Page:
WHEN a relationship ends, whether it lasted two months or 20 years, part of the deal is to move on.
This is a very individual process – sometimes we can do it quickly and sometimes we go through depression and wallow for months, and sometimes we spend a few days pity-partying, then start the process of getting over it. I've done all three, with varying degrees of success. There's no right way to do it. Eventually, though, you'll get to a point when you're ready to start dating again.
There are, inevitably, issues with getting back 'out there': not being over your ex enough to start dating (even though you want to), not knowing how to go about it (especially after a long relationship) and being terrified of saying or doing the wrong thing on that first date. We all experience these issues, and they are all completely natural reactions to the process of opening yourself up to new love.
My ex ended our relationship of two years about three months ago. I am no more over him than when it happened, and I'm horribly unhappy. I want to move on, but I don't know how. Help.
You definitely have the right attitude – wanting to move on is a major step in recovering from a break-up. You said you're still unhappy and grieving – the best thing you can do right now is let that process run its course. Take time to focus on you. Do things that make you happy: hang out with friends that make you laugh, take a class you've always been interested in but never had the time to do, volunteer at your favourite animal shelter (cuddling a critter is a proven mood-lifter) and get in some good, long walks. Your goal is to remember there are good things in your life.
I ended a long-term relationship about a year ago and I think I'm finally ready to start dating again and potentially meet someone else. The problem is, I don't know where to start. I was in a relationship for ten years. Things have changed.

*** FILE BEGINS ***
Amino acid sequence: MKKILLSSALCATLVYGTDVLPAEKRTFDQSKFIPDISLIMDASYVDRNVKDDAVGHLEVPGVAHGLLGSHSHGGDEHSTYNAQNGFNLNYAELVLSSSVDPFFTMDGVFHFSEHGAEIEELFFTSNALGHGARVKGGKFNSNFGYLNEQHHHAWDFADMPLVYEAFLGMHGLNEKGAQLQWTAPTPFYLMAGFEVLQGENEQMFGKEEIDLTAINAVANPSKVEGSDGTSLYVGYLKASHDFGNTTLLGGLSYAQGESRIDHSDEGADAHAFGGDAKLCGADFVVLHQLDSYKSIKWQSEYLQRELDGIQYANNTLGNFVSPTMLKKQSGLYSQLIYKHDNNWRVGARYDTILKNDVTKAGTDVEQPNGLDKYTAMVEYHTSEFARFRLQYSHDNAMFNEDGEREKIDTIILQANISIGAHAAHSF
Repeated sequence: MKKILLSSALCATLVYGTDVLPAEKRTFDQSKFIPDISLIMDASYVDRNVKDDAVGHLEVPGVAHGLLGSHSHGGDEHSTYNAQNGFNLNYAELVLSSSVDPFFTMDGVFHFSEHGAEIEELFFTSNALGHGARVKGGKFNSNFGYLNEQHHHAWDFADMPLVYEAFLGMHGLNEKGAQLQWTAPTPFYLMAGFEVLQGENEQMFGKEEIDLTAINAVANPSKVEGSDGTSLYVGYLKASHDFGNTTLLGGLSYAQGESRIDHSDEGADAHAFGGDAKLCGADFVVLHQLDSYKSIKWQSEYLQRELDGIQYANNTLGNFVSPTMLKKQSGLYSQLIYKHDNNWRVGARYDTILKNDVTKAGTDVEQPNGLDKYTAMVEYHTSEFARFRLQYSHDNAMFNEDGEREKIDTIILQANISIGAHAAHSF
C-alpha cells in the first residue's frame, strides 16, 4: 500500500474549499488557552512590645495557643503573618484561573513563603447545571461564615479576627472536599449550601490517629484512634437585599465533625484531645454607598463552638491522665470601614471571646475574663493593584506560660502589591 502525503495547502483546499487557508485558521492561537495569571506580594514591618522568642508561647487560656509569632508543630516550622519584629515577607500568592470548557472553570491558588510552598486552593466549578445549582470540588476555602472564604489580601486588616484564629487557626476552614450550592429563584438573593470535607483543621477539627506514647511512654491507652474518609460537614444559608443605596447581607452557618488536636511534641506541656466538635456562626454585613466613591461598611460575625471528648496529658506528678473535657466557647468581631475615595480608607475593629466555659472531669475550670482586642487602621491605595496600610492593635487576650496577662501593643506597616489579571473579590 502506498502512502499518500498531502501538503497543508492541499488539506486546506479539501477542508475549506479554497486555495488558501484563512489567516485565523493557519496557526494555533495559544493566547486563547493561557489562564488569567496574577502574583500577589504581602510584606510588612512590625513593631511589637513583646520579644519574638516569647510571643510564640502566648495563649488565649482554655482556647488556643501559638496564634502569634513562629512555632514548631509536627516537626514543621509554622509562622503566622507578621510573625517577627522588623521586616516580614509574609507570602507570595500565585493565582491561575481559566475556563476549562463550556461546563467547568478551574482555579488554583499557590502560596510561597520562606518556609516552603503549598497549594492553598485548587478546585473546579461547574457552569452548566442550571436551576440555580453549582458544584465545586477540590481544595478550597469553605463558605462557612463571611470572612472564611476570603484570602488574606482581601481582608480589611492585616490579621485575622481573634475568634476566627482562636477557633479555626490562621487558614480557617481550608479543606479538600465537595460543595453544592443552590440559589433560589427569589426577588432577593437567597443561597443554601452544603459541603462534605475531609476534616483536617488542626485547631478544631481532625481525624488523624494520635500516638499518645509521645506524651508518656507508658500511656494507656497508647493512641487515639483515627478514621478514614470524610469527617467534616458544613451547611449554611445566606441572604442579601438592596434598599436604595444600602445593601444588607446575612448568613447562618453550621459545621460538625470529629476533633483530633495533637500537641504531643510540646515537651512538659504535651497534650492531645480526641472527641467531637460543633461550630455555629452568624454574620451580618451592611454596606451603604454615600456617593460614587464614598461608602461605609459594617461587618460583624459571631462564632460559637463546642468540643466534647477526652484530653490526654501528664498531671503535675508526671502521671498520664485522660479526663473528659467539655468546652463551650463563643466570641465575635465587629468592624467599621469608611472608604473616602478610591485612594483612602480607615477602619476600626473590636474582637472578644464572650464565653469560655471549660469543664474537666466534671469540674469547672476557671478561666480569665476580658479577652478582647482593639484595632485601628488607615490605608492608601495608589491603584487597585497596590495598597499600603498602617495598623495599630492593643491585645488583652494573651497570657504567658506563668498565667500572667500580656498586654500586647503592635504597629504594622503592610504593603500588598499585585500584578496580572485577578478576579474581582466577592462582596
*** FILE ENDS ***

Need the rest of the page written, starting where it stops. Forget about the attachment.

Things haven't changed as much as you might think – it's still all about making a connection. However, this is a big change in your life, so take your time and re-learn how to be single again. Your goal is to get used to meeting new people as someone who's available, versus someone who is one-half of a couple – and when you've been the latter for ten years, the change can be a little disconcerting. Go to a friend's party and talk to someone you don't know or ask your friends to bring you along when they go out so you can get used to being out there again. Be open to meeting someone, but don't make that the focus of your social forays.
I went through a traumatic break-up a few months ago (he cheated on me), moved on and am proud to say I have my first date with a very nice guy from my gym next Friday. My issue is that I'm terrified – what if I screw it up?
The first date after a break-up is a big step so it's natural to be nervous. We fear what will happen, what won't happen, and whether or not it will go well. But if you make it as low-key as possible to take the pressure off it being a "date", your fear may melt away. Make it about getting to know someone new and just enjoy yourself.
Samantha Scholfield is a dating coach, freelance writer and author of The Sassy Girl's Guide To Picking Up Fit Guys, published this week. You can contact her at www.screwcupidthebook.com.
• This article was first published in Scotland on Sunday, June 6, 2010